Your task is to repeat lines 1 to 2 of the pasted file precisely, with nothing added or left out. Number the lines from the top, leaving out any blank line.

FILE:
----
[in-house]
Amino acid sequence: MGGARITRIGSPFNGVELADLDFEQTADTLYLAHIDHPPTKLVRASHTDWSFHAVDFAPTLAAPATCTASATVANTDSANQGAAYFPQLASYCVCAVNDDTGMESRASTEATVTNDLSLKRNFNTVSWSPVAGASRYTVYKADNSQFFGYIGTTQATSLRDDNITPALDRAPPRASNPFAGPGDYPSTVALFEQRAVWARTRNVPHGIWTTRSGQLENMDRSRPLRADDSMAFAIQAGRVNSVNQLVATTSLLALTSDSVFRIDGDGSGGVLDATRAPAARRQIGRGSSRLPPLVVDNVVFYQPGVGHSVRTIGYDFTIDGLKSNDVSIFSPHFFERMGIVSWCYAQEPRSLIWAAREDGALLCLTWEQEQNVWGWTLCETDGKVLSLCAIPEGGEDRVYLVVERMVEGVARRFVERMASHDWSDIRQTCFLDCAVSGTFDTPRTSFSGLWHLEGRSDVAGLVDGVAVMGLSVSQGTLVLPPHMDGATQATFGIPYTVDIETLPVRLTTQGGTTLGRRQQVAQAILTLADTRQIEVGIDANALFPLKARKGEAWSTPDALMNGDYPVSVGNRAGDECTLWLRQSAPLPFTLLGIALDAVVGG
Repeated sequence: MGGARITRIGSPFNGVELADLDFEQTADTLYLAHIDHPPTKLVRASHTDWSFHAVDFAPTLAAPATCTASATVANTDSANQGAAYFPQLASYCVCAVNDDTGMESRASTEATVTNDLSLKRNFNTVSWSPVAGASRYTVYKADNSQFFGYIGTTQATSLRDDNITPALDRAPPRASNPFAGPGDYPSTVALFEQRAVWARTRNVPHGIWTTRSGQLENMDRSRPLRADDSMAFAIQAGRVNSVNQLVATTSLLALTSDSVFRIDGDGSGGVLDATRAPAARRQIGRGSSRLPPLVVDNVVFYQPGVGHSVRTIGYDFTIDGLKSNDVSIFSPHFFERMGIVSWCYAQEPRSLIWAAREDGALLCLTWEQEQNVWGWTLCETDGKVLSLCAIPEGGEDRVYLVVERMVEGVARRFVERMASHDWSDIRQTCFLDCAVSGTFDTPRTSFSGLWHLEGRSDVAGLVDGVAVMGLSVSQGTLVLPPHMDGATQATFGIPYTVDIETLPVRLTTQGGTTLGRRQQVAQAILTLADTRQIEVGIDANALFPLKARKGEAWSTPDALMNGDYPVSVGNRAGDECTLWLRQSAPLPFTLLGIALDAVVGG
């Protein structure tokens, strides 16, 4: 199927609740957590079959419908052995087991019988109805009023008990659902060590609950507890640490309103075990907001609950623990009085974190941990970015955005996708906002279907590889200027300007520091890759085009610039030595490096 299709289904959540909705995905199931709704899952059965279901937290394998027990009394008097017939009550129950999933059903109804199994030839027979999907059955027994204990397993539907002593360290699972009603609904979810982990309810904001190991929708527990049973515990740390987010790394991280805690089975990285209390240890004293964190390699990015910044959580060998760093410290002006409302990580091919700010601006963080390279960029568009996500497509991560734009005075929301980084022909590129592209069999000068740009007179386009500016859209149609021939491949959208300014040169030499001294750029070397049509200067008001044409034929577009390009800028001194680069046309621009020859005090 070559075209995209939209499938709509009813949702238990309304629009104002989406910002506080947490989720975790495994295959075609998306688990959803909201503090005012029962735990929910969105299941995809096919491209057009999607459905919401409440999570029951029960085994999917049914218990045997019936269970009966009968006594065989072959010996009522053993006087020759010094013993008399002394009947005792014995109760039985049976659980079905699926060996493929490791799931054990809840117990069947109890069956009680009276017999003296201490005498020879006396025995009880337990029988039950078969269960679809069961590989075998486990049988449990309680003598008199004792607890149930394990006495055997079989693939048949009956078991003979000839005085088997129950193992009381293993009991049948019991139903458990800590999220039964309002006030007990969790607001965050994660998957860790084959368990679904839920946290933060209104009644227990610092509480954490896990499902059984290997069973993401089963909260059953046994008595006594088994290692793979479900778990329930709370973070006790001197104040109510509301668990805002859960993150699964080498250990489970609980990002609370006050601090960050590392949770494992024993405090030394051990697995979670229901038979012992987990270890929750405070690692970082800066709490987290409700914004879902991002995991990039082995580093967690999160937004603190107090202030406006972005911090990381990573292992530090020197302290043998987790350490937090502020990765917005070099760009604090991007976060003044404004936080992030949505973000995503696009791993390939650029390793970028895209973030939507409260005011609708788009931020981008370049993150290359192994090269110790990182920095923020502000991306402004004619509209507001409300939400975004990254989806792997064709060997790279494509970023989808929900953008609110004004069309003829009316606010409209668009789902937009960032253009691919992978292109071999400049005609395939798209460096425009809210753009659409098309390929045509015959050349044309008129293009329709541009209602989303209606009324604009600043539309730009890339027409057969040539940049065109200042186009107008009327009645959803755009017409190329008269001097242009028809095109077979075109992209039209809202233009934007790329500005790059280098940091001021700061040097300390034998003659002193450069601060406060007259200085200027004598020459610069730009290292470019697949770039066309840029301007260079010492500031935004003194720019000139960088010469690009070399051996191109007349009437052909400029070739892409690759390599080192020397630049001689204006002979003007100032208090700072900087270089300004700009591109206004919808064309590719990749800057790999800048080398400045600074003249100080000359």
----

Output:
[in-house]
Amino acid sequence: MGGARITRIGSPFNGVELADLDFEQTADTLYLAHIDHPPTKLVRASHTDWSFHAVDFAPTLAAPATCTASATVANTDSANQGAAYFPQLASYCVCAVNDDTGMESRASTEATVTNDLSLKRNFNTVSWSPVAGASRYTVYKADNSQFFGYIGTTQATSLRDDNITPALDRAPPRASNPFAGPGDYPSTVALFEQRAVWARTRNVPHGIWTTRSGQLENMDRSRPLRADDSMAFAIQAGRVNSVNQLVATTSLLALTSDSVFRIDGDGSGGVLDATRAPAARRQIGRGSSRLPPLVVDNVVFYQPGVGHSVRTIGYDFTIDGLKSNDVSIFSPHFFERMGIVSWCYAQEPRSLIWAAREDGALLCLTWEQEQNVWGWTLCETDGKVLSLCAIPEGGEDRVYLVVERMVEGVARRFVERMASHDWSDIRQTCFLDCAVSGTFDTPRTSFSGLWHLEGRSDVAGLVDGVAVMGLSVSQGTLVLPPHMDGATQATFGIPYTVDIETLPVRLTTQGGTTLGRRQQVAQAILTLADTRQIEVGIDANALFPLKARKGEAWSTPDALMNGDYPVSVGNRAGDECTLWLRQSAPLPFTLLGIALDAVVGG